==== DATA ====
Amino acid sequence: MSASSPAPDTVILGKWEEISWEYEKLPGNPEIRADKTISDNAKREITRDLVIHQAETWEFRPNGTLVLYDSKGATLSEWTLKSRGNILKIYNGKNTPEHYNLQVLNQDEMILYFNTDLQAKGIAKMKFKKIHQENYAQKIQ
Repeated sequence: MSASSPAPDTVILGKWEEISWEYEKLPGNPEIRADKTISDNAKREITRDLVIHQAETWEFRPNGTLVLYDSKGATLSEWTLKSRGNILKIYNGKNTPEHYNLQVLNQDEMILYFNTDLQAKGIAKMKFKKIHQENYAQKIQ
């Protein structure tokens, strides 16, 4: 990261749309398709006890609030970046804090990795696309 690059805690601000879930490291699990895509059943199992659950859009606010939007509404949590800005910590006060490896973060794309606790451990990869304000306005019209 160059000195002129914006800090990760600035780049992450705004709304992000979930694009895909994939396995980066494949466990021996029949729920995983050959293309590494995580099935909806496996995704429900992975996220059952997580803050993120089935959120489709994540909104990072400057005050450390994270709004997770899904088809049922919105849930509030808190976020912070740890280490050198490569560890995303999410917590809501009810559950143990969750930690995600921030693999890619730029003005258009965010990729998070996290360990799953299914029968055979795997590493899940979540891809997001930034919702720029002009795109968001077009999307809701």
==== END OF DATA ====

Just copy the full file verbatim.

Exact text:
Amino acid sequence: MSASSPAPDTVILGKWEEISWEYEKLPGNPEIRADKTISDNAKREITRDLVIHQAETWEFRPNGTLVLYDSKGATLSEWTLKSRGNILKIYNGKNTPEHYNLQVLNQDEMILYFNTDLQAKGIAKMKFKKIHQENYAQKIQ
Repeated sequence: MSASSPAPDTVILGKWEEISWEYEKLPGNPEIRADKTISDNAKREITRDLVIHQAETWEFRPNGTLVLYDSKGATLSEWTLKSRGNILKIYNGKNTPEHYNLQVLNQDEMILYFNTDLQAKGIAKMKFKKIHQENYAQKIQ
């Protein structure tokens, strides 16, 4: 990261749309398709006890609030970046804090990795696309 690059805690601000879930490291699990895509059943199992659950859009606010939007509404949590800005910590006060490896973060794309606790451990990869304000306005019209 160059000195002129914006800090990760600035780049992450705004709304992000979930694009895909994939396995980066494949466990021996029949729920995983050959293309590494995580099935909806496996995704429900992975996220059952997580803050993120089935959120489709994540909104990072400057005050450390994270709004997770899904088809049922919105849930509030808190976020912070740890280490050198490569560890995303999410917590809501009810559950143990969750930690995600921030693999890619730029003005258009965010990729998070996290360990799953299914029968055979795997590493899940979540891809997001930034919702720029002009795109968001077009999307809701």